On Nov. 24, 2023, Mustapha Kyari was deployed to serve in Bauchi, North-East Nigeria, under the mandatory National Youths Service Corps (NYSC), which Nigerian undergraduates are required to participate in. He packed his things and went for the initial three-week paramilitary camping stage of the programme.
One day in December 2023, at about 4:30 a.m., Mustapha fell from his top bunk bed while sleeping in one of the camp hostels and injured his foot.
“I landed on my twisted leg when I fell and immediately heard a loud cracking sound. As I reached down to touch my foot, I felt the top part of my left foot moving uncomfortably and unnaturally. I knew immediately that something was seriously wrong,” he recalled.
He realised he had sustained a significant injury. Unfortunately, he found the clinic closed when he went. He struggled his way back to his bed, anxiously waiting for dawn for medical care.
As the clock ticked, Kyari suffered in excruciating pain, longing for the arrival of morning and the potential support it could offer. Eventually, at 6:00 a.m., he trudged to the clinic with the help of a colleague, only to realise that doctors at the clinic would not be around until 8:00 a.m.
Kyari managed to hobble to the clinic again by 9:30 a.m., where a medical doctor, Wali Abubakar, who is also a corps member at the orientation camp, attended to him. The doctor applied analgesic ointment on his swollen foot, wrapped it with a bandage, and took him to the staff doctor for further consultation.
Kyari was asked to see a physiotherapist for an x-ray of the leg on account that there were signs of fracture. However, the NYSC medical staff at the camp would rather ask him to leave the camp.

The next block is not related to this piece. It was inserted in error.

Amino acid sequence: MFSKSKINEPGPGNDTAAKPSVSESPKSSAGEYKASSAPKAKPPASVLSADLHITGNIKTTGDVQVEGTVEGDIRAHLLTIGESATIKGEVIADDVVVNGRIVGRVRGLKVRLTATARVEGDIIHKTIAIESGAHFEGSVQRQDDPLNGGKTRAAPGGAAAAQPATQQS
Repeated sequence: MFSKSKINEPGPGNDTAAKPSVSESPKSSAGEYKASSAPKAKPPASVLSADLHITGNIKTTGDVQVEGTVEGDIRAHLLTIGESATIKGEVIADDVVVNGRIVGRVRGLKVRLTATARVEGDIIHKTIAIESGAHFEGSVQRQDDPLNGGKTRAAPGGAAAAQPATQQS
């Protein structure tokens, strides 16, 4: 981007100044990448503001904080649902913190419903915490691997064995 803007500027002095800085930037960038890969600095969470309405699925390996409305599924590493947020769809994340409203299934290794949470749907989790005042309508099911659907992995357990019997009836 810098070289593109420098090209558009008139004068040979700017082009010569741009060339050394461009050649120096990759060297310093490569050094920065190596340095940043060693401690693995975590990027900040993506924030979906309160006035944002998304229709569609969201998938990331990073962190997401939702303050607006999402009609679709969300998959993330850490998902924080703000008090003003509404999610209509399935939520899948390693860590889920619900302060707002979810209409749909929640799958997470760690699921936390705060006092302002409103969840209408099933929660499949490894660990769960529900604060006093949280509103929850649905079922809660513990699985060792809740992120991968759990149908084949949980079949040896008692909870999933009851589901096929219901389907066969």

“The first thing they told me was to go home. I was terrified by their response and told them I could not travel back home with this injury and that the injury should be attended to before I travelled back to Borno State,” he said.
“I am surprised they don’t have a physiotherapist in the camp, and physical drills and sports are conducted every day,” he added. “I read all the guide pamphlets we were given at the camp; all I can see is free medical treatment.”
The camp management told him the clinic was built only for first aid, noting that any treatment or case beyond their capacity would be referred to the nearest hospital. Kyari requested to be taken to an established hospital in Bauchi city for treatment, but the doctors insisted he should go back home, as they couldn’t transport him to town “just because of this injury”.
The three-week orientation camp incorporates intensive military drills with inherent risks of potential injuries. In 2016, a presidential directive ordered the enrollment of corps members in the National Health Insurance Program, following the unfortunate death of some serving corps members in Bayelsa, Zamfara, and Kano states. However, things are different for 1,700 Nigerian youths posted for the mandatory three-week orientation camp in Wailo, Ganjuwa Local Government Area of Bauchi State.